Share Email Print

Proceedings Paper

Impact of HBr and Ar cure plasma treatments on 193nm photoresists
Author(s): Arnaud Bazin; Erwine Pargon; Xavier Mellhaoui; Damien Perret; Bénédicte Mortini; Olivier Joubert
Format Member Price Non-Member Price
PDF $17.00 $21.00

Paper Abstract

Since they have been introduced to substitute poly(hydroxystyrene) based 248nm photoresists (PR), 193nm photoresists based on acrylate chemistry have raised issues regarding their dry etch resistance. These resists undergo severe degradations during typical dry etch processes involved in gate patterning, resulting in strong film loss, resist chemical modifications, critical surface roughening and also linewidth roughness (LWR). Other studies have shown that applying plasma treatments to 193nm photoresist patterns prior to the other plasma etching processes is a way to minimize PR degradation. Among these plasma treatments, the HBr plasma cure is known to reinforce the 193nm photoresist etch resistance and to reduce the resist LWR. In this study, we propose to go further in the understanding of cure plasma treatments impact on a 193nm model resist polymer (from Rohm & Haas Electronic Materials) using real time in-situ ellipsometry experiments correlated to several characterization techniques such as in-situ X-Ray Photoelectrons Spectroscopy (XPS), Fourier Transformed Infrared Spectroscopy (FTIR) and Dynamic Mechanical Analysis (DMA). The impact of Ar and HBr cure plasma treatments on 193nm PR is investigated and compared. Both treatments lead to surface and also bulk modifications of the resist films. XPS analyses show that the 10 first nanometers of the resist film are graphitized after only 20s plasma treatment, resulting in a higher carbon content and therefore indicating a better etch resistance following the Ohnishi parameter. Besides this superficial modification, FTIR show that the resist film can be completely modified after HBr cure plasma treatment with the removal of lactone and leaving groups present in the polymer. The same kinds of modifications are observed with Ar cure plasma treatment but only the first 80nm of the resist film are chemically modified. A significant decrease of the glass transition temperature is also observed with both treatments and is related to lactone and leaving group units that remain in the film Finally, we show that the resist etch resistance is indeed improved if the resist is previously cured. However, in the case of Ar plasma treatment, the etch resistance is only improved while etching the first 80nm chemically modified resist.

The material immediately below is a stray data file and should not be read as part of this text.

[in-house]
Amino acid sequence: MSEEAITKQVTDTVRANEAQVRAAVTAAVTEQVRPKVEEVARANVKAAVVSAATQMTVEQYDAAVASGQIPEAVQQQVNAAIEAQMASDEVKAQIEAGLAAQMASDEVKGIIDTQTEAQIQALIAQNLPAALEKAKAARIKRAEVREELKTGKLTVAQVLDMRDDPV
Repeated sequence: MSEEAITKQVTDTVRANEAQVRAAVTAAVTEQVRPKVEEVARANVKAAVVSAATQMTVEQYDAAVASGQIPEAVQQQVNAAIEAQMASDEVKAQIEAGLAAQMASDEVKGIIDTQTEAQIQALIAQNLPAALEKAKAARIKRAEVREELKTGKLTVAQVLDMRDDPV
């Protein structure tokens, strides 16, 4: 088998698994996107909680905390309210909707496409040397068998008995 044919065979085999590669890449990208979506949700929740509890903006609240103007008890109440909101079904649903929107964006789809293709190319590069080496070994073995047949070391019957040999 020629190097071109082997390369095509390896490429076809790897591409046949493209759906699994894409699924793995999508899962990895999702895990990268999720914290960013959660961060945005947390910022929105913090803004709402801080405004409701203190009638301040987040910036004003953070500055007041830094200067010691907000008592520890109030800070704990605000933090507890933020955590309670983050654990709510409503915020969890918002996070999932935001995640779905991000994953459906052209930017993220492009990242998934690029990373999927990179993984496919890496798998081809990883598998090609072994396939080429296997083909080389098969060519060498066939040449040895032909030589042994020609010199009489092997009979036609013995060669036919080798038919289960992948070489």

Paper Details

Date Published: 15 April 2008
PDF: 8 pages
Proc. SPIE 6923, Advances in Resist Materials and Processing Technology XXV, 692337 (15 April 2008); doi: 10.1117/12.772573
Show Author Affiliations
Arnaud Bazin, STMicroelectronics (France)
Erwine Pargon, Lab. des Technologies de la Microélectronique, CNRS (France)
Xavier Mellhaoui, Lab. des Technologies de la Microélectronique, CNRS (France)
Damien Perret, Rohm and Haas Electronic Materials (France)
Bénédicte Mortini, STMicroelectronics (France)
Olivier Joubert, Lab. des Technologies de la Microélectronique, CNRS (France)

Published in SPIE Proceedings Vol. 6923:
Advances in Resist Materials and Processing Technology XXV
Clifford L. Henderson, Editor(s)

© SPIE. Terms of Use
Back to Top
Sign in to read the full article
Create a free SPIE account to get access to
premium articles and original research
Forgot your username?